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Over 70 years ago, black intellectual leader and scholar W.E.B. Du Bois said, "The future woman must have lifework and economic independence." And for nearly as long, women in America have not only taken this statement to heart, they’ve put it into practice.
Women have, indeed, made significant strides in virtually every aspect of American industry. From the enterprising talents of Madam C. J. Walker, the first African American woman millionaire, to the professional wizardry of Ann Fudge, the first African American woman to head a division of a Fortune 500 company, black women have also demonstrated that they mean business.
This year, for example, 15 firms run by our sisters are among the top companies recognized by black enterprise. Five made the industrial/service 100 list, six the financial 50 list, two the advertising list and two the auto dealer 100 list.
The 20th century has seen black women rise from laboring in laundry rooms to teaching in classrooms to leading meetings in boardrooms. Though they endured countless bumps and bruises, they eventually emerged victorious in the pursuit of their slice of the American pie. For nearly 30 years, be has reported on the shining achievements of black businesswomen as they climbed the corporate ladder or secured the next big deal. Time and again we’ve answered the skeptics who’ve wondered whether women could be effective leaders in the workplace with a resounding "Yes!" Now, as we welcome the 21st century, be turns the tables to ask: does business hold as much promise for women in the future as it did in the past?
MINDING THEIR OWN BUSINESS
If the trends of the past decade continue, the answer to that question will likely be yes. According to the latest figures by the National Foundation for Women Business Owners (NFWBO), the number of women-owned businesses stands at 9.1 million-38% of all American companies. The number of employees at women-owned firms has quadrupled to 27.5 million since 1987, and annual sales have grown fivefold to $3.6 trillion.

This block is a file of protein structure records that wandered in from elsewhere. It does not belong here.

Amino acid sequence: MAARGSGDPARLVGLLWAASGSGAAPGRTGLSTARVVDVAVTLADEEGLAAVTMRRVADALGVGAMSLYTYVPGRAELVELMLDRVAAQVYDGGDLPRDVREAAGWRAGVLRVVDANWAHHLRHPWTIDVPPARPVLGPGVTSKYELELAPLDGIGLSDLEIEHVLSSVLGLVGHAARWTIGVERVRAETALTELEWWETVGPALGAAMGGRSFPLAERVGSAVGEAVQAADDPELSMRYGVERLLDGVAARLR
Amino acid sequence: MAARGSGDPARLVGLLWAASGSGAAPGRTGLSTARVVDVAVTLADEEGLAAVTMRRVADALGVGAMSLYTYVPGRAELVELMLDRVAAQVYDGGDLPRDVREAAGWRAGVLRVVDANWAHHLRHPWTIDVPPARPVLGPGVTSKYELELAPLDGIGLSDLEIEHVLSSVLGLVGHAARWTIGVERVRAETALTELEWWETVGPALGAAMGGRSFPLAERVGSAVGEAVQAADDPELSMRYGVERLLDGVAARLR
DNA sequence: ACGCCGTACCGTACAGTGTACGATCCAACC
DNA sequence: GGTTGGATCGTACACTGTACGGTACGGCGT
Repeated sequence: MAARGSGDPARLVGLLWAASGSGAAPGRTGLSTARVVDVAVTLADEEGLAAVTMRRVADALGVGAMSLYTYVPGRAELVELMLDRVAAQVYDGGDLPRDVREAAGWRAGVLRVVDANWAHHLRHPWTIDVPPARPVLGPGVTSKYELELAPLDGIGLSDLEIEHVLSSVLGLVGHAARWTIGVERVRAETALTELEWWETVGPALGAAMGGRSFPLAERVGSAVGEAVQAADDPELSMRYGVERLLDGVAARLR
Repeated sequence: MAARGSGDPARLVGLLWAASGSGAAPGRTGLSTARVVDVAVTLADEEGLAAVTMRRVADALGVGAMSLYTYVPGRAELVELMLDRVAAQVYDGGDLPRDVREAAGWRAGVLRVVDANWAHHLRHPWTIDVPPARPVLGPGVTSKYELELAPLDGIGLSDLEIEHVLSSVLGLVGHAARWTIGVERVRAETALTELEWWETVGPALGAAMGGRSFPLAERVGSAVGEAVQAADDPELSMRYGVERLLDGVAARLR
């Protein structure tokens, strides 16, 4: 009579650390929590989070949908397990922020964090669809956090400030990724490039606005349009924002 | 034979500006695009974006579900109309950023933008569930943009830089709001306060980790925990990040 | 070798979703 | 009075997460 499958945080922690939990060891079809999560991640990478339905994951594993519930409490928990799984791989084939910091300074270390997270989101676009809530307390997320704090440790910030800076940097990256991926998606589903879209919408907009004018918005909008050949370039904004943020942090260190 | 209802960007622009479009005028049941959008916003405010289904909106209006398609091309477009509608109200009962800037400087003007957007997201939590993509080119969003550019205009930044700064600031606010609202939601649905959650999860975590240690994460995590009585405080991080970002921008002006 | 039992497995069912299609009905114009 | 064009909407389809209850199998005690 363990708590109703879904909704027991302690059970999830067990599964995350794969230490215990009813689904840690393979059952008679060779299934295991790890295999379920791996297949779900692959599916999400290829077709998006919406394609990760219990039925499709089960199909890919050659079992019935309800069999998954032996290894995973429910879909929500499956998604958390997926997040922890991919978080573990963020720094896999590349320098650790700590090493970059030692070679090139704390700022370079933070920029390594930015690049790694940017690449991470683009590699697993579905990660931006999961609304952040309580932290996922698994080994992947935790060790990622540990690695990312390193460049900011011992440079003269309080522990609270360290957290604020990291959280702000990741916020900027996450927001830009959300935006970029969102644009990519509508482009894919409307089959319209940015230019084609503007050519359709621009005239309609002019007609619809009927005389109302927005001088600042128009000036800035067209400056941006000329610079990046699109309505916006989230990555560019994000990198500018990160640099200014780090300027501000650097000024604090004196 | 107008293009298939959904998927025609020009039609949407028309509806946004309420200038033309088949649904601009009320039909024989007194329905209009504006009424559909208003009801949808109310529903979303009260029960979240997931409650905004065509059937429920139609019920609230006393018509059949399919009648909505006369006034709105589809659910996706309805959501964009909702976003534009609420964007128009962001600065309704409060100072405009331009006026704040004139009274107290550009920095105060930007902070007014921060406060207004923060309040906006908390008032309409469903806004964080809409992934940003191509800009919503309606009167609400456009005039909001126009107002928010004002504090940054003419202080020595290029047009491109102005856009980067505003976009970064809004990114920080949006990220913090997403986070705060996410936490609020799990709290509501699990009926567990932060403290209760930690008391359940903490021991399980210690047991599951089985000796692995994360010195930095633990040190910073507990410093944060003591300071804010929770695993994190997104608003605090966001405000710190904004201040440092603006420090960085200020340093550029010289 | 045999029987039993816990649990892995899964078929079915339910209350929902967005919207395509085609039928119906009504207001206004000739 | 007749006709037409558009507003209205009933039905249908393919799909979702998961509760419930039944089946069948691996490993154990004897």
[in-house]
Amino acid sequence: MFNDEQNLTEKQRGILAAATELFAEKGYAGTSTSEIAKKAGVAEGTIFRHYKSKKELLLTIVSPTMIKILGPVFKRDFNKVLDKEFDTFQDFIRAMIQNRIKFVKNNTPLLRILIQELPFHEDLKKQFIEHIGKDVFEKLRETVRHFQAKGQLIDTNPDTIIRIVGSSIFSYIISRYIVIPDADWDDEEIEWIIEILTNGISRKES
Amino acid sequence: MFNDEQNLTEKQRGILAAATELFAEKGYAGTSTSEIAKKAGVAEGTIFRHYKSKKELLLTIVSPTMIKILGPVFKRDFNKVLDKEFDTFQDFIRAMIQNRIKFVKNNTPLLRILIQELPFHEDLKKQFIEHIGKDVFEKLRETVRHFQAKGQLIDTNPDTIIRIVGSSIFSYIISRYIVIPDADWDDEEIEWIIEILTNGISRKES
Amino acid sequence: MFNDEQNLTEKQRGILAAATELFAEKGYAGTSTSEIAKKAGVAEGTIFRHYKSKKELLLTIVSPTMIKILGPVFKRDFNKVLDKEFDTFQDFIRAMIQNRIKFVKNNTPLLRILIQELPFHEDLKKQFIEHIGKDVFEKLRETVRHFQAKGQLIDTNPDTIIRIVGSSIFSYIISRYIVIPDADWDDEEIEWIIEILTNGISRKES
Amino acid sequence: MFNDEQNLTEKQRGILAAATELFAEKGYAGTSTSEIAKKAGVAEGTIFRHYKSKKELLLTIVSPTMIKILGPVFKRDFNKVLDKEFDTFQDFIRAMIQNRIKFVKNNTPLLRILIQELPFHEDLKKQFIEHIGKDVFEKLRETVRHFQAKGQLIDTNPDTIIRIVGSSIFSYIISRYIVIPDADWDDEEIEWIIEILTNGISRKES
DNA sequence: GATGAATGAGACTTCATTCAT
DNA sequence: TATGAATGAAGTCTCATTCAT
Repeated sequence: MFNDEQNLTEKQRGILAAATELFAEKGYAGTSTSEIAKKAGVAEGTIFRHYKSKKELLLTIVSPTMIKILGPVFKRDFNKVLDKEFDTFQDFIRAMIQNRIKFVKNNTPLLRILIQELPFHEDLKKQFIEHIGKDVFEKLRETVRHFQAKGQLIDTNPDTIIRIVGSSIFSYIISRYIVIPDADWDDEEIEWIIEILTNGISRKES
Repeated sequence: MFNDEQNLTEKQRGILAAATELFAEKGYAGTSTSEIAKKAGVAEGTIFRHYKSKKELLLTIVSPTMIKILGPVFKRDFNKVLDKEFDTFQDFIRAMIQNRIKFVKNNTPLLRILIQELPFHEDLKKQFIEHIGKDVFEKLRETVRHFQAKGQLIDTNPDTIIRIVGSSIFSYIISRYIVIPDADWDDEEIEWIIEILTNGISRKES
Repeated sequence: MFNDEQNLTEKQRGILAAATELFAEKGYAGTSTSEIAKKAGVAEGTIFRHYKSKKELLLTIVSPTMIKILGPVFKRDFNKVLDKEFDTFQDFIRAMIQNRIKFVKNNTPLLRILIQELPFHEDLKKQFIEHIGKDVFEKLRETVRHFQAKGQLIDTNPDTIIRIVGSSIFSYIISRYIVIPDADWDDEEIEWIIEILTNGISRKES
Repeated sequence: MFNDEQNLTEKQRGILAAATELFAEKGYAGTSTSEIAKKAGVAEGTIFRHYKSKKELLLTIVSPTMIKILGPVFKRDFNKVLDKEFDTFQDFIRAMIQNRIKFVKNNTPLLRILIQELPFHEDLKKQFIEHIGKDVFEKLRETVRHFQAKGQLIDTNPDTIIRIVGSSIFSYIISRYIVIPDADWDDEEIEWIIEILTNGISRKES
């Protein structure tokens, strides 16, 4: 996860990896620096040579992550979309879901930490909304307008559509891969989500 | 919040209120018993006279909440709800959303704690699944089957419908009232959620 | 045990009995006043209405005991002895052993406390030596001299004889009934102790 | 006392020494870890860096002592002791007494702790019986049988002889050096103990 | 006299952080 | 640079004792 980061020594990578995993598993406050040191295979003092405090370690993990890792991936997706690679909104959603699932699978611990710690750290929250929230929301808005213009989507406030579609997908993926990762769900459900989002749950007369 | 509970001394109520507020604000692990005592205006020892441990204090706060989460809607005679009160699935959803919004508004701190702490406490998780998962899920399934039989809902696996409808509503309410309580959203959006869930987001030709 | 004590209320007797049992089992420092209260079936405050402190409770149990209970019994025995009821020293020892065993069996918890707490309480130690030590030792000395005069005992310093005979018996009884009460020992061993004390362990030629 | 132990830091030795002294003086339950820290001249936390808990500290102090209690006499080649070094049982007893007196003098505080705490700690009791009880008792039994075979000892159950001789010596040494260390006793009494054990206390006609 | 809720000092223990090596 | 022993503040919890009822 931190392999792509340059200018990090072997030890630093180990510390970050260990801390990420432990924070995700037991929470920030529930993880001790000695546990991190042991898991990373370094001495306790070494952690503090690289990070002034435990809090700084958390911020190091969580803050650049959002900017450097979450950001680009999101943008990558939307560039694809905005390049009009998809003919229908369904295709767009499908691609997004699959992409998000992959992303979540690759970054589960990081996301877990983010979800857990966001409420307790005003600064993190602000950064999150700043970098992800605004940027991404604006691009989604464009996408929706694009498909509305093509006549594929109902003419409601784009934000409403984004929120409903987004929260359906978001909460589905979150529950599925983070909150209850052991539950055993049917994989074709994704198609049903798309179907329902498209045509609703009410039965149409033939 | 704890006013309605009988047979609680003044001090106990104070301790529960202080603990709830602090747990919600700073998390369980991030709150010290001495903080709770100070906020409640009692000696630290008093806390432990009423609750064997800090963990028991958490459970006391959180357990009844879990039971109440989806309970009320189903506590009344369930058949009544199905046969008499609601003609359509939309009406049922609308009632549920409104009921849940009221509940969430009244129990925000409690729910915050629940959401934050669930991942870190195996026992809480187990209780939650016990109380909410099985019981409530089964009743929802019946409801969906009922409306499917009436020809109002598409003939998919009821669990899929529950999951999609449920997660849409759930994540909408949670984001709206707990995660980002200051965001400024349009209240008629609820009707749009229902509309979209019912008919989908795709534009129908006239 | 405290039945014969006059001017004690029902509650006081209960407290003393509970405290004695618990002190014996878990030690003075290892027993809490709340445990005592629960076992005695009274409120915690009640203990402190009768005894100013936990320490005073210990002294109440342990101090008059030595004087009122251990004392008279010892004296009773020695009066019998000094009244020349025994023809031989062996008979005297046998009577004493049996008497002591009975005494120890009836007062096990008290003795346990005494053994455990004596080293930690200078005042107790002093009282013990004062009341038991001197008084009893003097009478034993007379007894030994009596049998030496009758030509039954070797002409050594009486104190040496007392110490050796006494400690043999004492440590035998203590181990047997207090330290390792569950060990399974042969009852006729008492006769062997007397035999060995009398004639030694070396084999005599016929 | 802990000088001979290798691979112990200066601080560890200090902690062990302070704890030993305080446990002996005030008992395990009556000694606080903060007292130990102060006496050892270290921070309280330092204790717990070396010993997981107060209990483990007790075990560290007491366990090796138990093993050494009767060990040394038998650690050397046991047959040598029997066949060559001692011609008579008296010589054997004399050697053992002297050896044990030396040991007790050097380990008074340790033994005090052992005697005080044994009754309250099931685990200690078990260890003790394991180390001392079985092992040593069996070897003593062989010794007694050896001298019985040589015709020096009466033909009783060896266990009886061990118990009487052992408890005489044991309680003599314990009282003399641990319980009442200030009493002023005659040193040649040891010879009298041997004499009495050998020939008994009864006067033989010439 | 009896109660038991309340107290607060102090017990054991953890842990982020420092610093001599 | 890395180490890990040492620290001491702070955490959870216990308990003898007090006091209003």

"The increasing number of women-owned businesses and their growing economic impact are changing the business landscape," says Lois Haber, NFWBO chair and president and CEO of Delaware Financial Services Inc. in Berwyn, Pennsylvania. More than ever, "women entrepreneurs are active in the marketplace-accessing capital, buying technology, using the Internet to expand their businesses and establishing retirement plans in much the same way as their male counterparts."
For black women, the NFWBO statistics are just as promising. Representing about 37% of all minority women-owned firms, the number of businesses run by sisters increased by more than 135% between 1987 and 1996 to about 405,200. Sister-owned companies employ more than a quarter of a million people, generate over $24.7 billion in annual sales and account for about 5% of all women-run firms.
"Black women are awakening to the fact that we really can pursue ‘the dream’ through business ownership," says A. Lorraine Jones, Atlantic regional director of the